Many leaders blame their company's culture for thwarting significant change initiatives, such as the turnaround that Mott is attempting at GM. So, what can he do to differently in order to succeed? There are 5 basic steps to ensuring that cultural change sticks.

1. Match strategy and culture: we have seen where GM has not been able to effectively change their culture, to the point where the CEO Henderson was ousted, replaced by Ackerson whose “operating style is the antithesis of the old GM," according to the Wall Street Journal ).  Matching strategy to culture will likely not be the struggle it was at HP for Mott. It should incorporated into the candidate selection process, given the number of new technologists he will be hiring as part of the insourcing initiative.  

2. Focus on a few critical shifts in behaviors: Change is difficult. Ask anyone who has tried to make a significant change in their lives. Where others wold choose their battles, Mott is taking it all on. The key is that they be widely recognized and emulated. Katzenbach sites as example, “As GM emerged from backrupcy the company decided to spur innovation by placing a renewed emphasis on risk taking behavior and the open exchange of ideas.

3. Honor the strengths of the existing culture: Fortunately, most firms have pockets of people already exhibiting desirable behaviors. The challenge is for GM to identify employees who are already aligned with the new strategy.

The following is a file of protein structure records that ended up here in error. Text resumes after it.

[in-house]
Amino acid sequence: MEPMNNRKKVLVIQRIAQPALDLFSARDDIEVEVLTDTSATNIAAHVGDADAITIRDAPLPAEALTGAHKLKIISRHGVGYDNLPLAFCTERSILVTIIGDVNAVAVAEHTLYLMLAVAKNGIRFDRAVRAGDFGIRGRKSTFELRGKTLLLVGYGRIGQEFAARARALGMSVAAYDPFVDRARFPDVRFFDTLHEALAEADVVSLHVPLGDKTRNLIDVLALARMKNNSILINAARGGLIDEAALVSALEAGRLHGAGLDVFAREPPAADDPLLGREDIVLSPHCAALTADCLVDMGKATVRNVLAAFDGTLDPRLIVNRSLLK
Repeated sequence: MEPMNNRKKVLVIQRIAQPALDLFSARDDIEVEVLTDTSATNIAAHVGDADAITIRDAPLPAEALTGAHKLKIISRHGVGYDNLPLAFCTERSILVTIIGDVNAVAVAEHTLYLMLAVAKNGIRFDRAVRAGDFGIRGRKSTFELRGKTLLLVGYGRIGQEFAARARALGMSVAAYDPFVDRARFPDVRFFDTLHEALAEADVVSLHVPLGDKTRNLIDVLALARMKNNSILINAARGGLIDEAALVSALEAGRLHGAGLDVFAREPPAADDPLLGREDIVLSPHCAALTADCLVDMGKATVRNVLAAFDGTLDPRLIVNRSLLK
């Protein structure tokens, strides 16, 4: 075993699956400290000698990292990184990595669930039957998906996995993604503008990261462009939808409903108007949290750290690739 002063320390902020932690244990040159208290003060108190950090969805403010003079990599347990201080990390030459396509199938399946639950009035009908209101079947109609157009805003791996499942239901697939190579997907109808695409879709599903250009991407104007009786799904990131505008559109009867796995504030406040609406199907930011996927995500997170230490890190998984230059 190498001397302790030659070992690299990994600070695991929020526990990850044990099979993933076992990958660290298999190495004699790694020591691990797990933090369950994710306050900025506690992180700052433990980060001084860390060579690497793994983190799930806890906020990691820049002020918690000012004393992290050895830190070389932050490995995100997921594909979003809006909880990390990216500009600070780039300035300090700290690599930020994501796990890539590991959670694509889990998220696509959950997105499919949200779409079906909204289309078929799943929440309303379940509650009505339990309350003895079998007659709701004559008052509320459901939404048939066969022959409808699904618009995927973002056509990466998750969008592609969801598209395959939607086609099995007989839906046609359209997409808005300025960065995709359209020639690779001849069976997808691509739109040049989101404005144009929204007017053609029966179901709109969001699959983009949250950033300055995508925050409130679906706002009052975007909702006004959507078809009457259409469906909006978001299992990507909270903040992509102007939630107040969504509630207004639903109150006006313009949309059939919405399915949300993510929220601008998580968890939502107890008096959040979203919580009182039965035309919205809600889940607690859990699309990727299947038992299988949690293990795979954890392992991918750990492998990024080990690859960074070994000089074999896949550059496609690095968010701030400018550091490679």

4. Integrate formal and informal interventions: Many of us are familiar with our organizations formal structures such as performance management, compensation and rewards, business processes and policies. Identifying informal behavior such as modeling, manger-employee connections, peer-to-peer interactions and storytelling are more difficult to grasp.

I like Google and the example that cites Google's approach to paving the walkways through the use of informal structures is a favorite of mine. I don't recall when I first heard this story but the quote is, “we would wait to do the walkways until the employees had worn informal pathways through the grass – and then pave only those getting the most use.” Brilliant.

5. Measure and monitor cultural evolution: Like anything else, cultural progress will need to be tracked, just as the transformation will need to be tracked. Katzenbach suggests also monitoring critical behaviors, milestones, and cultural attitudes.

What do you think of Mott's plan to transform GM's IT operations? Let me know.

Topics: CXO, Data Centers

Gery Menegaz

About Gery Menegaz

Gery Menegaz is a Chief Architect for IBM with more than 20 years supporting technologies in the financial, medical, pharmaceutical, insurance, legal and education sectors. My Full-Time Employer is IBM. I write as a freelancer for ZDNet.